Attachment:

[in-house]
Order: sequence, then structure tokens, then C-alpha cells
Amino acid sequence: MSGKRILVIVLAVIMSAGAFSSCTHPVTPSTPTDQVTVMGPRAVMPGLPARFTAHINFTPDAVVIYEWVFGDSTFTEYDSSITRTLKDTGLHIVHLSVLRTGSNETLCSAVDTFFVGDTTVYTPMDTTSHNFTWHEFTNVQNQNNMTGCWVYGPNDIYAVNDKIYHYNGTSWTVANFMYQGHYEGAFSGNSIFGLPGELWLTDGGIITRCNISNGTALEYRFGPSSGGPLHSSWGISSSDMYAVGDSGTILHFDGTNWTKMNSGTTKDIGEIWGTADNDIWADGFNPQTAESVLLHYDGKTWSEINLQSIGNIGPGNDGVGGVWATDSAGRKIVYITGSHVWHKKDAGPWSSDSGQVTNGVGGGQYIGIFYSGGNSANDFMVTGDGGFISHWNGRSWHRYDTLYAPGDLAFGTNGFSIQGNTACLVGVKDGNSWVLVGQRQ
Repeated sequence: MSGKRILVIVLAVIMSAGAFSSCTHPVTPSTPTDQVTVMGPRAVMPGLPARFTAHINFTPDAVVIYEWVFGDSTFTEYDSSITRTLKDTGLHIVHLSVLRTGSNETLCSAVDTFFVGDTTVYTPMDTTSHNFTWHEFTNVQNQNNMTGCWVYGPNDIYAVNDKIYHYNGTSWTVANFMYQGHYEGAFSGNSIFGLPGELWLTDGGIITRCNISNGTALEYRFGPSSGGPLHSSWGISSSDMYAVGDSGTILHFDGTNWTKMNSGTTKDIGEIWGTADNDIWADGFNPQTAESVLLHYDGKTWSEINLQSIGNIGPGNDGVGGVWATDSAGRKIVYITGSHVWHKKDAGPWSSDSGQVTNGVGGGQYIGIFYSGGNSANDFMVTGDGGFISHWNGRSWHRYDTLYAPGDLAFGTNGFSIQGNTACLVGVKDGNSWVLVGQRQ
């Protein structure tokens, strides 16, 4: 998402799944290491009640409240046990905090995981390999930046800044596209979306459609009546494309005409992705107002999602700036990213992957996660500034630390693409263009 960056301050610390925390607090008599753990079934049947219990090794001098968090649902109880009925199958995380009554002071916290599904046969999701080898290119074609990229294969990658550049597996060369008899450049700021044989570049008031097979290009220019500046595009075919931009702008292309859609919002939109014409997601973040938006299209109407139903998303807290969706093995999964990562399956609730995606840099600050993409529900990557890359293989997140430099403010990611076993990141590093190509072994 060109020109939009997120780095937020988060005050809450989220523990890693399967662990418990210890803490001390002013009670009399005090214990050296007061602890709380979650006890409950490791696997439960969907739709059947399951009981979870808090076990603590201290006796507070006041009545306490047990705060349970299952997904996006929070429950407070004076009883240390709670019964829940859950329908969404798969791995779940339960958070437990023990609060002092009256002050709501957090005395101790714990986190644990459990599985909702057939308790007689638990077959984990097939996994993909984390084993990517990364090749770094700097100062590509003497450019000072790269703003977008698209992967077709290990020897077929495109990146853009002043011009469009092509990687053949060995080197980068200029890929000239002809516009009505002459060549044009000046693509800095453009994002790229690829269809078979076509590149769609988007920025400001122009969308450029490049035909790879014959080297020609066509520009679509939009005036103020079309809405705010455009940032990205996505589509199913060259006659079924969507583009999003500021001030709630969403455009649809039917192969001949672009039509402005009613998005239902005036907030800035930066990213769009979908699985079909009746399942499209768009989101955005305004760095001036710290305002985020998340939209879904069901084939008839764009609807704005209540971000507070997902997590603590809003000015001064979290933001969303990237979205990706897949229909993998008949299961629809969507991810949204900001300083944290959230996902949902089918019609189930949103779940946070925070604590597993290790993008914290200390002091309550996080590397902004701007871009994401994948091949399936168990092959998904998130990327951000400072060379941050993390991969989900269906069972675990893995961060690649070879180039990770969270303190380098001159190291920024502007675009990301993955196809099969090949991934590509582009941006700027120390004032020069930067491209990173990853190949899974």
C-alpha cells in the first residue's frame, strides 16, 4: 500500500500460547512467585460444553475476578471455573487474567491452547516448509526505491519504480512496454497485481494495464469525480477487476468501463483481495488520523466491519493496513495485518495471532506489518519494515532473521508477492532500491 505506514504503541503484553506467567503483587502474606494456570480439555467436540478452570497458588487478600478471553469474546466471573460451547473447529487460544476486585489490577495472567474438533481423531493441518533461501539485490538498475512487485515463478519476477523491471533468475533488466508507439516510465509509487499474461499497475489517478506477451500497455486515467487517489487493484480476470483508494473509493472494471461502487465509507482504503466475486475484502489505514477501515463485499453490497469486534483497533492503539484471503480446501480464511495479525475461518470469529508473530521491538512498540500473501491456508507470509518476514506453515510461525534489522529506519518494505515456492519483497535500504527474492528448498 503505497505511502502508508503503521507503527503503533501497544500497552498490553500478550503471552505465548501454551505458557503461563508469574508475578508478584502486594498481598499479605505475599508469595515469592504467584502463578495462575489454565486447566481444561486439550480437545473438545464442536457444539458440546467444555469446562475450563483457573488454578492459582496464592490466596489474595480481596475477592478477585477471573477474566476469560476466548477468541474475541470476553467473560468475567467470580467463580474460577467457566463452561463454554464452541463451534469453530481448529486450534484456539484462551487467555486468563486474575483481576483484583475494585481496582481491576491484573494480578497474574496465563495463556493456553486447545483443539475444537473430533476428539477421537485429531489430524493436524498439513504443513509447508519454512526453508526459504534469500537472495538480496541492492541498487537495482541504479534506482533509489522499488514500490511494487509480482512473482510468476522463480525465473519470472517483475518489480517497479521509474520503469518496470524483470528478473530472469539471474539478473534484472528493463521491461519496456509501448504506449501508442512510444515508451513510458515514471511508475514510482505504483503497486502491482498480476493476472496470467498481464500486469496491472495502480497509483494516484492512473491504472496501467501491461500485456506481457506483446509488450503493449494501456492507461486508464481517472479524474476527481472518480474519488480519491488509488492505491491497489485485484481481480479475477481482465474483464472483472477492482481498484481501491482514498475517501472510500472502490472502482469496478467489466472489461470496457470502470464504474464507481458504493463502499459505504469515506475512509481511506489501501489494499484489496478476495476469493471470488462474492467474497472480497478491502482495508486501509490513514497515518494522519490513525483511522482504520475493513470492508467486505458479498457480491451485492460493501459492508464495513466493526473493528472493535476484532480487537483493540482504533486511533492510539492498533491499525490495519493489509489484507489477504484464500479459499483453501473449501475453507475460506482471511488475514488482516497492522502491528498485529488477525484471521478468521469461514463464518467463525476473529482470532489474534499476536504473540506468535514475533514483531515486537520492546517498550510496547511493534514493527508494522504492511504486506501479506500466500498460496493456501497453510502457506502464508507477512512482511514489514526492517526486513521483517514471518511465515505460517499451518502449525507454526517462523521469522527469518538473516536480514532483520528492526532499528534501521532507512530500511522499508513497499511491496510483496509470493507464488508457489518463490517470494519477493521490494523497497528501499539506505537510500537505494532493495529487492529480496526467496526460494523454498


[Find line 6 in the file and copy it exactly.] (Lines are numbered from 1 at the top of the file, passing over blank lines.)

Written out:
C-alpha cells in the first residue's frame, strides 16, 4: 500500500500460547512467585460444553475476578471455573487474567491452547516448509526505491519504480512496454497485481494495464469525480477487476468501463483481495488520523466491519493496513495485518495471532506489518519494515532473521508477492532500491 505506514504503541503484553506467567503483587502474606494456570480439555467436540478452570497458588487478600478471553469474546466471573460451547473447529487460544476486585489490577495472567474438533481423531493441518533461501539485490538498475512487485515463478519476477523491471533468475533488466508507439516510465509509487499474461499497475489517478506477451500497455486515467487517489487493484480476470483508494473509493472494471461502487465509507482504503466475486475484502489505514477501515463485499453490497469486534483497533492503539484471503480446501480464511495479525475461518470469529508473530521491538512498540500473501491456508507470509518476514506453515510461525534489522529506519518494505515456492519483497535500504527474492528448498 503505497505511502502508508503503521507503527503503533501497544500497552498490553500478550503471552505465548501454551505458557503461563508469574508475578508478584502486594498481598499479605505475599508469595515469592504467584502463578495462575489454565486447566481444561486439550480437545473438545464442536457444539458440546467444555469446562475450563483457573488454578492459582496464592490466596489474595480481596475477592478477585477471573477474566476469560476466548477468541474475541470476553467473560468475567467470580467463580474460577467457566463452561463454554464452541463451534469453530481448529486450534484456539484462551487467555486468563486474575483481576483484583475494585481496582481491576491484573494480578497474574496465563495463556493456553486447545483443539475444537473430533476428539477421537485429531489430524493436524498439513504443513509447508519454512526453508526459504534469500537472495538480496541492492541498487537495482541504479534506482533509489522499488514500490511494487509480482512473482510468476522463480525465473519470472517483475518489480517497479521509474520503469518496470524483470528478473530472469539471474539478473534484472528493463521491461519496456509501448504506449501508442512510444515508451513510458515514471511508475514510482505504483503497486502491482498480476493476472496470467498481464500486469496491472495502480497509483494516484492512473491504472496501467501491461500485456506481457506483446509488450503493449494501456492507461486508464481517472479524474476527481472518480474519488480519491488509488492505491491497489485485484481481480479475477481482465474483464472483472477492482481498484481501491482514498475517501472510500472502490472502482469496478467489466472489461470496457470502470464504474464507481458504493463502499459505504469515506475512509481511506489501501489494499484489496478476495476469493471470488462474492467474497472480497478491502482495508486501509490513514497515518494522519490513525483511522482504520475493513470492508467486505458479498457480491451485492460493501459492508464495513466493526473493528472493535476484532480487537483493540482504533486511533492510539492498533491499525490495519493489509489484507489477504484464500479459499483453501473449501475453507475460506482471511488475514488482516497492522502491528498485529488477525484471521478468521469461514463464518467463525476473529482470532489474534499476536504473540506468535514475533514483531515486537520492546517498550510496547511493534514493527508494522504492511504486506501479506500466500498460496493456501497453510502457506502464508507477512512482511514489514526492517526486513521483517514471518511465515505460517499451518502449525507454526517462523521469522527469518538473516536480514532483520528492526532499528534501521532507512530500511522499508513497499511491496510483496509470493507464488508457489518463490517470494519477493521490494523497497528501499539506505537510500537505494532493495529487492529480496526467496526460494523454498